On January 16, the American Council for an Energy-Efficient Economy, a national nonprofit based in Washington, D.C., recognized the Bay Area Regional Energy Network’s (BayREN) Multifamily program with an Exemplary Program Award as one of America’s outstanding energy efficiency programs.
While the holidays are often a time of abundance, particularly when it comes to food, they are also a time when many face an increase in food insecurity, particularly children who rely on school cafeterias for their next meal.
In December 2018, StopWaste, via its Waste Management Authority Board, adopted a new set of Guiding Principles which will help guide programmatic strategy and budget development through 2021.
StopWaste and Livermore Sanitation will soon embark on an innovative new project to help Alameda County meet its waste reduction goals by reducing contamination in commercial business compost streams.
StopWaste is currently supporting four Alameda County non-profits through its Community Outreach Grant program to activate their communities to reduce wasted food. Among this year’s grantees is San Leandro-based nonprofit Community Impact Lab, a diverse group of over 750 families that empowers its members to tackle social, economic, and educational disparities in their communities through monthly dinners, workshops, donation events, and more.
On October 3, the student body at Joaquin Miller Elementary School in Oakland came together during an assembly to kick off a new movement to reduce wasted food at their school.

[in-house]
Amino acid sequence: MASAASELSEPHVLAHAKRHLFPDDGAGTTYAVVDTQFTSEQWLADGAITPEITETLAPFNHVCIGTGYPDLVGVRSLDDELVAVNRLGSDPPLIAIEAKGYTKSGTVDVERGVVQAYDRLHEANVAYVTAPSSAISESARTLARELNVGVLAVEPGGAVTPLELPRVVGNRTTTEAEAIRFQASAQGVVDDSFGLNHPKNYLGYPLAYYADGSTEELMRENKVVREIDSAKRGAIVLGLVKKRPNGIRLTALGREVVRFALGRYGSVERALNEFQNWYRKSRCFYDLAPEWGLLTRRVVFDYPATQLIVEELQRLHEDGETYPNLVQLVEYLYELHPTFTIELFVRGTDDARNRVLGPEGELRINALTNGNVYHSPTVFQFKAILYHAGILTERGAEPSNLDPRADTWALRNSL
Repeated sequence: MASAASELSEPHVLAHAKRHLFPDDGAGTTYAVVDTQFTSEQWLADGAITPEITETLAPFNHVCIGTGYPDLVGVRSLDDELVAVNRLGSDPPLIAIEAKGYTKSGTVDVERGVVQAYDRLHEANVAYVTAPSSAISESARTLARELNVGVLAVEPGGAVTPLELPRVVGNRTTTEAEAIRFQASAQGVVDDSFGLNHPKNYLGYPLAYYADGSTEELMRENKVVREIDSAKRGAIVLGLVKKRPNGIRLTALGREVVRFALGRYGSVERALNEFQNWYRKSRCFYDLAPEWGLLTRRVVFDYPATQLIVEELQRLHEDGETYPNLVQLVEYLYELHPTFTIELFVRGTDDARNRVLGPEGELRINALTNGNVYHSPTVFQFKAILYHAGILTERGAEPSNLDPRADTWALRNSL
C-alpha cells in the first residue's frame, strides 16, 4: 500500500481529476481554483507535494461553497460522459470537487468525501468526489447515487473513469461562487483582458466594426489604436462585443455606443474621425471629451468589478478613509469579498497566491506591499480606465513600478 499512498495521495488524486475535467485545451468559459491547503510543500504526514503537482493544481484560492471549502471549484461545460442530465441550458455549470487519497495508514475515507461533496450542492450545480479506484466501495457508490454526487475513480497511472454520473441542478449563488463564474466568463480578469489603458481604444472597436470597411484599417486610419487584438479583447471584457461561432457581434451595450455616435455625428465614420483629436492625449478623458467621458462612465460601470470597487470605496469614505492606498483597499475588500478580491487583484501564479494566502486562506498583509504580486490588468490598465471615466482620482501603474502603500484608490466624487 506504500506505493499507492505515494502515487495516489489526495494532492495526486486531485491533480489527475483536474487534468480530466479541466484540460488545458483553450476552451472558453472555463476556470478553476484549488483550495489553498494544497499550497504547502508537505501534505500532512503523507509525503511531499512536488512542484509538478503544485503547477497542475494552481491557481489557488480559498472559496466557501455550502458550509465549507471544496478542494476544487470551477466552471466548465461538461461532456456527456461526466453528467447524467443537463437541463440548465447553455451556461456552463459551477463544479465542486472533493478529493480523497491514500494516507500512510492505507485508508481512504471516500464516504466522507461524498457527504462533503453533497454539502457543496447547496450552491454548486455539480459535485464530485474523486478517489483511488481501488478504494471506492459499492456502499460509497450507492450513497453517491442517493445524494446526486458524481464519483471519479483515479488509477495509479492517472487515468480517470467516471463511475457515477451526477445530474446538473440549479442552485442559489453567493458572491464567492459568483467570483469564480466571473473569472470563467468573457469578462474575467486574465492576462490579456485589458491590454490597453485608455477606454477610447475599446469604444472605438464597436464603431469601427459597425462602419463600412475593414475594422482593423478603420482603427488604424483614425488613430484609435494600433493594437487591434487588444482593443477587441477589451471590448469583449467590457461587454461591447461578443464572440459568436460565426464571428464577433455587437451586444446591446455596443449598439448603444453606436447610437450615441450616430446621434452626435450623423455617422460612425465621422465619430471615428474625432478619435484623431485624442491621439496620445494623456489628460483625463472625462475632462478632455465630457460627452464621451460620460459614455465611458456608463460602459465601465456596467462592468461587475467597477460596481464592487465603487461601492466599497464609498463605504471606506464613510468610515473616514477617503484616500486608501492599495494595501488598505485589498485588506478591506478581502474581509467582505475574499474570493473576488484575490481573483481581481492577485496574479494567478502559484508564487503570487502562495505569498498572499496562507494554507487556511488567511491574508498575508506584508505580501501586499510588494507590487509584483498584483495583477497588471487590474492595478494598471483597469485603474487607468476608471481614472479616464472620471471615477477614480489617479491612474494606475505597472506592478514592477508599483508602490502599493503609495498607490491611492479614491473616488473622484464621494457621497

Approximately 40 percent of edible food ends up in landfills, never reaching a plate, despite the fact that one out of five residents faces food insecurity in Alameda County. Schools can play an influential role in helping to solve this problem.
On September 26, 2018 the Governing Board of the Alameda County Waste Management Authority adopted Ordinance 2018-1, amending the Countywide Integrated Waste Management Plan (CoIWMP).
Oakland, CA—A new Alameda Countywide Waste Characterization Study reveals a significant drop in the amount of readily recyclable materials in the landfill.
The 2017-18 Study shows that the amount of “good stuff” – such as cardboard, plastic, metal, glass bottles and cans, food and food-soiled paper – make up 36 percent of the waste stream, down from 60 percent when the study was last conducted in 2008.
As concerns over the implications surrounding food waste rise, innovative leaders like LeanPath are using technology to change the way food service operators reduce wasted food in their kitchens. In a recent interview with FoodTank, Andrew Shakman, CEO and co-founder of LeanPath, describes LeanPath’s unique solution to this problem.
At a recognition event on June 28th, StopWaste acknowledged the recipients of the 2018 StopWaste Business Efficiency Awards, given for outstanding achievements in waste reduction.